From the customers’ perspective, if they purchase whatever you’re selling, they deserve to be treated well. And slow support response time is the opposite of proper support.
The expectation is that you’ll be right there when they need you.
It’s hard to argue when the feature is an across-industry expectation. This means that no matter if you’re selling $20,000 enterprise software or a $10 toy. If you want your customer to retain, you must treat them well.
And this includes improvement in your support’s response time.
Subscription will be the main business model
At first look, this seems to be a random fact.
Younger generations turn into the SaaS business model. According to Oracle’s report “One Size Doesn’t Fit All” 95% of Gen Z Subscribes To Some Sort Of Service Or Product.
While Gen Z’s are not the major buying group in the USA, they are here to stay. That being said, the main component of the subscription business model is the fact that customers don’t make a one-time purchase and rather come back month after the month.
This means that they have an opportunity for consideration every 30 days. Here, the role of proper support is not only to make customers come back (ever again) but to retain them on a monthly basis.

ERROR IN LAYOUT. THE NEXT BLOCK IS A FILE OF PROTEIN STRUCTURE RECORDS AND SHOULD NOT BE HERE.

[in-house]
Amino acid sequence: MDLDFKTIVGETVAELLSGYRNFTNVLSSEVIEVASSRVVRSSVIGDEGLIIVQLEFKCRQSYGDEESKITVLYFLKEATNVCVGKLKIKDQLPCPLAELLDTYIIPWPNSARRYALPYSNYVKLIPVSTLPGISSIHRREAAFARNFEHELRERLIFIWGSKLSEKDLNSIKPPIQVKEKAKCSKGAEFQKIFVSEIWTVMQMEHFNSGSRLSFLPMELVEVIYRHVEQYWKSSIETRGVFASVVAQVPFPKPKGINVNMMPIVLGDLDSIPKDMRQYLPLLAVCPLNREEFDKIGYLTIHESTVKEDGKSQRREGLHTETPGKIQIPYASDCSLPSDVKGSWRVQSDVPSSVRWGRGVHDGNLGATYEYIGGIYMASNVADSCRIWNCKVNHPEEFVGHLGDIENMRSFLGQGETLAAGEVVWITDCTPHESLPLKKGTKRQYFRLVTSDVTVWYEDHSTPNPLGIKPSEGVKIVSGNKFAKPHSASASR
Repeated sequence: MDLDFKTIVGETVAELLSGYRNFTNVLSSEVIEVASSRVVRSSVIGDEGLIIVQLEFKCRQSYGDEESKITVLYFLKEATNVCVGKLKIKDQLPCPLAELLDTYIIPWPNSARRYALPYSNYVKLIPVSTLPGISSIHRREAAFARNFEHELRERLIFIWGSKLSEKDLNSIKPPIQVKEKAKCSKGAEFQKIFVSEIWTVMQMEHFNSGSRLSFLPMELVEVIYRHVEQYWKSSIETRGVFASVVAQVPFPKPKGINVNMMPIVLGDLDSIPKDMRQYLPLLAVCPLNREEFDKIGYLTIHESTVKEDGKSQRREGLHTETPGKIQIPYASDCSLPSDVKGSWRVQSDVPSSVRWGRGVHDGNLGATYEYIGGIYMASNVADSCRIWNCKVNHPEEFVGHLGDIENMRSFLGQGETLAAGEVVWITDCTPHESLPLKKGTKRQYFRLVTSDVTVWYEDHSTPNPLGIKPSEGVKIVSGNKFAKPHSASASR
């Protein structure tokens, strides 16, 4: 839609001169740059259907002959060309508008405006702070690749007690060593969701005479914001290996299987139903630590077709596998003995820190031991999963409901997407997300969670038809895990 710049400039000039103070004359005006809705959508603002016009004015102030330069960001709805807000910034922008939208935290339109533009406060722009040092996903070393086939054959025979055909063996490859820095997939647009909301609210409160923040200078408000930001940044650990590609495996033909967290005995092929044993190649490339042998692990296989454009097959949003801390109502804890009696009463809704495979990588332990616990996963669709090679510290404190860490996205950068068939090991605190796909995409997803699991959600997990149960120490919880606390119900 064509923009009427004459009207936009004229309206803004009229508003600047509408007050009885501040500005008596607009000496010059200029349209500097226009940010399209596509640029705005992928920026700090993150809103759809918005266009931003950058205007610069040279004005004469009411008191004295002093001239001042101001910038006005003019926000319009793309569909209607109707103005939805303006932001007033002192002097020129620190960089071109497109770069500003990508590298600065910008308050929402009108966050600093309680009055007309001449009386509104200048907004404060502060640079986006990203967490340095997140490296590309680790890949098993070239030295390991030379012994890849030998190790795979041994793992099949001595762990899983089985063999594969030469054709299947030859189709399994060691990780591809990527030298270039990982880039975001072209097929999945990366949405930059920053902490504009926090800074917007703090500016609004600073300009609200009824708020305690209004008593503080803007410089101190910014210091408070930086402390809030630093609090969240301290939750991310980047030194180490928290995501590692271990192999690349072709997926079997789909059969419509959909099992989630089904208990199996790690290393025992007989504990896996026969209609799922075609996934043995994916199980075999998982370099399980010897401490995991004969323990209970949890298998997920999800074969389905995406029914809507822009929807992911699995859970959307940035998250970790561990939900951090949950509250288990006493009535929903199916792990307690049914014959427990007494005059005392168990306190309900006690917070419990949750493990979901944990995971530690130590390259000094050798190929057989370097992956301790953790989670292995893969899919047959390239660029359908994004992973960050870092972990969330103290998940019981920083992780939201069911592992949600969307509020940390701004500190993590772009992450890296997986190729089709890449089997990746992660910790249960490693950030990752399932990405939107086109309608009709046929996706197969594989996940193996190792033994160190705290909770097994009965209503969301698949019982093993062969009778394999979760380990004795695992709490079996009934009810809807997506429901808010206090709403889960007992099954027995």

When your business relies on customers whose repetitive buying cycle is only one month, it indicates that your customer support department will likely have much more work to do. Every 30 days the new cycle begins and thus you have to fight for that customer to stay.
Slow support response time equals canceled subscription which for a SaaS business is an inevitable loss.
Your customers want human interaction
The same Oracle’s report suggests that 60% of customers want human interaction.
Again, we circle back to customers’ expectations. Because of how business is done, customers expect that there’s a way to connect with a seller.
Depending on a particular person, their favorite way to reach out might be the phone, email, or a short chat via on-site live chat. No matter what it is, there must be a human on the other side.
Now, let’s take a pause to think about how a regular human-to-human interaction looks like.
When you meet someone, no matter if it is a new or a familiar face, you greet each other and, well, talk. If someone asks you a question, you answer it. Someone waves at you, you respond with a wave.